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Police shoot, kill man in Southeast while serving temporary protection order

Chief Contee claims a struggle caused one of the officers' bodyworn cameras to turn off and back on again.

WASHINGTON — Author's Note: The video above is from October 18, 2021.

Police have revealed more details surrounding a deadly shooting that happened when officers attempted to serve a temporary protection order in Southeast Monday.

In a press conference Tuesday, D.C. Police Chief Robert Contee identified the man killed as 30-year-old Deandre Johnson. 

Contee said Johnson was accused of putting a gun to a woman's head and threatening her on Oct.16, just after 11 p.m. When officers arrived to help the woman, they say they found a pistol in a car associated with Johnson. However, Johnson had already left and officers did not arrest him that night. 

Johnson has a history of violence between himself and the woman, according to Contee. 

Several days later, three officers arrived at an apartment in the 1300 block of Congress Street in Southeast just after 4:30 p.m. 

Contee said the officers were at the apartment to serve Johnson with a temporary protection order that had been filed by the victim from the Oct.16 incident. That woman was also at the apartment when officers arrived, as well as an unknown number of children. Investigators have not said what the relationship between Johnson, the woman and the children was. 

When officers arrived, they decided to arrest Johnson due to the Oct. 16 incident on charges of Assault with a Dangerous Weapon (Gun). 

According to Contee, a struggle broke out when one officer tried to put handcuffs on Johnson and he resisted. Contee claims the struggle caused one of the officers' bodyworn cameras to turn off and back on again. He did not say how long the camera was off.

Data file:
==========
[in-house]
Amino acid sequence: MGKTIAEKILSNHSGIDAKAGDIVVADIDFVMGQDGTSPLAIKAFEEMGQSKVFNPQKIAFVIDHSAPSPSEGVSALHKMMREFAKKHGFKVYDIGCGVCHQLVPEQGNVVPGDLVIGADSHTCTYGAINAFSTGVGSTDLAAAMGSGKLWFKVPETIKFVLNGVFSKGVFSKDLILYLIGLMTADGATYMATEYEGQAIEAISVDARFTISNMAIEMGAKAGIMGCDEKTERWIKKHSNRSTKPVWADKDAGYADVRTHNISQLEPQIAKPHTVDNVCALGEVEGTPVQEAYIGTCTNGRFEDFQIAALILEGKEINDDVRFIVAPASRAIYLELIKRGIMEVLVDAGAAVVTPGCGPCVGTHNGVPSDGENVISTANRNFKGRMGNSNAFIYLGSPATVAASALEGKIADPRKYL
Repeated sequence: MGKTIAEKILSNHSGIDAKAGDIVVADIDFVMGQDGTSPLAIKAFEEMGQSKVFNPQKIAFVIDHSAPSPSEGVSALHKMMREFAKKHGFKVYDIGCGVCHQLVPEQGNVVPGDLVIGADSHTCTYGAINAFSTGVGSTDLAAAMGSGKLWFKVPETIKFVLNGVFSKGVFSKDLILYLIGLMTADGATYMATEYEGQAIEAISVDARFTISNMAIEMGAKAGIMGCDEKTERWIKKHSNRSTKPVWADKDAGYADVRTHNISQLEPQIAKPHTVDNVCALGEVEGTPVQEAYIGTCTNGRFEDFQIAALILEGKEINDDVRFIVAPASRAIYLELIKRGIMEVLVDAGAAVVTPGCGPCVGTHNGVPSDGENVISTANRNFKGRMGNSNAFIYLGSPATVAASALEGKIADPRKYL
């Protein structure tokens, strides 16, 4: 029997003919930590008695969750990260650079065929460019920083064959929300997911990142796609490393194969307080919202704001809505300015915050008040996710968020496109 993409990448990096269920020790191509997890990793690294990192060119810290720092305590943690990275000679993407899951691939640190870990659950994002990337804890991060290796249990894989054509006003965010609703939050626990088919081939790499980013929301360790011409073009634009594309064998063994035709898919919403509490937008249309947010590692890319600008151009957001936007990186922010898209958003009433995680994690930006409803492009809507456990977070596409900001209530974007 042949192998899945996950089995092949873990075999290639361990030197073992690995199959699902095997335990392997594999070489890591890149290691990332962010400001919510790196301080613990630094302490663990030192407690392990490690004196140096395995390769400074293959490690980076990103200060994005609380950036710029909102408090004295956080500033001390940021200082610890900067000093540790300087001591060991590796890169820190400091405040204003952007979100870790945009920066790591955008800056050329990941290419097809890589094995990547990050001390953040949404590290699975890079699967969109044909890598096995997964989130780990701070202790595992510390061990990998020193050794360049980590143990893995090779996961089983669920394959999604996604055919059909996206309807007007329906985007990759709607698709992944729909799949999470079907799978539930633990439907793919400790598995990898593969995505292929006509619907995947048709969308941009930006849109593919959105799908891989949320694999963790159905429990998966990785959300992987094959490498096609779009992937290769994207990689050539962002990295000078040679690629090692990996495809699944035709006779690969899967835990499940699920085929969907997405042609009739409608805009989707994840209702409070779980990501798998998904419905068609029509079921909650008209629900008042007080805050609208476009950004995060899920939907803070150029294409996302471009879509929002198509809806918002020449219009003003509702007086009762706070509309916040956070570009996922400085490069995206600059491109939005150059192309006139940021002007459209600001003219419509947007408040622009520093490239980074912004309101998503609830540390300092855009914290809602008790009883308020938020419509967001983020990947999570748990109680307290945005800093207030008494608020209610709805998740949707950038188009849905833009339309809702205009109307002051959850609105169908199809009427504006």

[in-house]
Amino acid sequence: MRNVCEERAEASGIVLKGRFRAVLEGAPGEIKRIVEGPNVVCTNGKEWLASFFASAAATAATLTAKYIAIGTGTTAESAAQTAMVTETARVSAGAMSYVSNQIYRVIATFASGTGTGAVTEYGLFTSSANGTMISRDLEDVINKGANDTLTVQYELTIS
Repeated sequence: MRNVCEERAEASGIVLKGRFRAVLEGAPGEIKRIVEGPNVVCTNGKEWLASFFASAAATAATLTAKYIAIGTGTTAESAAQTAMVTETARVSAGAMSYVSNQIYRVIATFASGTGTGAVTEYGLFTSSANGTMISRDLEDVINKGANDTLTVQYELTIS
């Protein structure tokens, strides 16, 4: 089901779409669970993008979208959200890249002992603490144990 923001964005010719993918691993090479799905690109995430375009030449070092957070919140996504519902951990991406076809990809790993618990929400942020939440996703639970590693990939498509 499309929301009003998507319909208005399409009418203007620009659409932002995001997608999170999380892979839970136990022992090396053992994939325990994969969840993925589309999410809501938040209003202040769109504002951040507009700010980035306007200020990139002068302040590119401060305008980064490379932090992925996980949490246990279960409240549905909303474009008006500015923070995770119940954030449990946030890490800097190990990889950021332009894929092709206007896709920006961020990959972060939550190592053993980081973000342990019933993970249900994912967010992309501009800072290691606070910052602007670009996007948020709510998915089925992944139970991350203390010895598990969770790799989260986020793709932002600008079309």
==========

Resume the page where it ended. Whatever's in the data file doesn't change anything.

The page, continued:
RELATED: DC Police shoot, kill man in Southeast, officials say

Contee said, based upon initial interviews, Johnson attempted to grab one officer's gun from their holster during the struggle. In a video, which has not been released to the public yet, Contee says you can allegedly hear the officer say "he's got my," while almost simultaneously another officer shoots, hitting Johnson twice in the back. 

Johnson died at the apartment. The encounter lasted less than a minute, according to Contee. 

"The loss of any life in the District of Columbia is tragic for family and community," Contee said.

The United States Attorney's Office will be in charge of conducting an independent criminal investigation into the events surrounding the shooting. DC Police will then conduct an internal administrative investigation. 

The officers involved in the shooting have been placed on administrative leave.

The Department of Behavioral Health is in communication with Johnson's family, including showing the family the video of the shooting. 

Contee said while a magazine was found, no guns were recovered from the apartment.

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